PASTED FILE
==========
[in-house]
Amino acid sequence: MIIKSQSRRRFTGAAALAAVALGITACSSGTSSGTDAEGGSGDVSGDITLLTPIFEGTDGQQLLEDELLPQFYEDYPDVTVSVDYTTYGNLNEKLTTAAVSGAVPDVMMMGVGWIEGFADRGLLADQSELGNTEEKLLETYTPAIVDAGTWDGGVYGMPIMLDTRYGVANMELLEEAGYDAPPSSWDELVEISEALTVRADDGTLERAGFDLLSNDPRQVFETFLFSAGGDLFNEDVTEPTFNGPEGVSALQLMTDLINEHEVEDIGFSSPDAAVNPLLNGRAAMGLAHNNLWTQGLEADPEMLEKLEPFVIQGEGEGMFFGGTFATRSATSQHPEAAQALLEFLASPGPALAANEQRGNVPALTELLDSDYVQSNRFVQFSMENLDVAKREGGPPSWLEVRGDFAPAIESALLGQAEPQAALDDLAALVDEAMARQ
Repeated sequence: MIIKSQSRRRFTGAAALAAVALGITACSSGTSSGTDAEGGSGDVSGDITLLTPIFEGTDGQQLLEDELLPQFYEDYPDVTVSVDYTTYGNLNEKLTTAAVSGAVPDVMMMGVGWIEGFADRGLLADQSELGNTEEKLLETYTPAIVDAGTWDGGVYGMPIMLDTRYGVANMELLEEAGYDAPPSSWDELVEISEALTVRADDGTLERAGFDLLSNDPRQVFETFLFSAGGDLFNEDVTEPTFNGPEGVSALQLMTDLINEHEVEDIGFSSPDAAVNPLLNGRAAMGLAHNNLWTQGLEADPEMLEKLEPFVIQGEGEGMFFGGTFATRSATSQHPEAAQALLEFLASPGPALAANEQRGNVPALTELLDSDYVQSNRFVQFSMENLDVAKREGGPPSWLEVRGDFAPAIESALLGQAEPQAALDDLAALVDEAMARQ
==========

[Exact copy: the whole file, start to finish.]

[in-house]
Amino acid sequence: MIIKSQSRRRFTGAAALAAVALGITACSSGTSSGTDAEGGSGDVSGDITLLTPIFEGTDGQQLLEDELLPQFYEDYPDVTVSVDYTTYGNLNEKLTTAAVSGAVPDVMMMGVGWIEGFADRGLLADQSELGNTEEKLLETYTPAIVDAGTWDGGVYGMPIMLDTRYGVANMELLEEAGYDAPPSSWDELVEISEALTVRADDGTLERAGFDLLSNDPRQVFETFLFSAGGDLFNEDVTEPTFNGPEGVSALQLMTDLINEHEVEDIGFSSPDAAVNPLLNGRAAMGLAHNNLWTQGLEADPEMLEKLEPFVIQGEGEGMFFGGTFATRSATSQHPEAAQALLEFLASPGPALAANEQRGNVPALTELLDSDYVQSNRFVQFSMENLDVAKREGGPPSWLEVRGDFAPAIESALLGQAEPQAALDDLAALVDEAMARQ
Repeated sequence: MIIKSQSRRRFTGAAALAAVALGITACSSGTSSGTDAEGGSGDVSGDITLLTPIFEGTDGQQLLEDELLPQFYEDYPDVTVSVDYTTYGNLNEKLTTAAVSGAVPDVMMMGVGWIEGFADRGLLADQSELGNTEEKLLETYTPAIVDAGTWDGGVYGMPIMLDTRYGVANMELLEEAGYDAPPSSWDELVEISEALTVRADDGTLERAGFDLLSNDPRQVFETFLFSAGGDLFNEDVTEPTFNGPEGVSALQLMTDLINEHEVEDIGFSSPDAAVNPLLNGRAAMGLAHNNLWTQGLEADPEMLEKLEPFVIQGEGEGMFFGGTFATRSATSQHPEAAQALLEFLASPGPALAANEQRGNVPALTELLDSDYVQSNRFVQFSMENLDVAKREGGPPSWLEVRGDFAPAIESALLGQAEPQAALDDLAALVDEAMARQ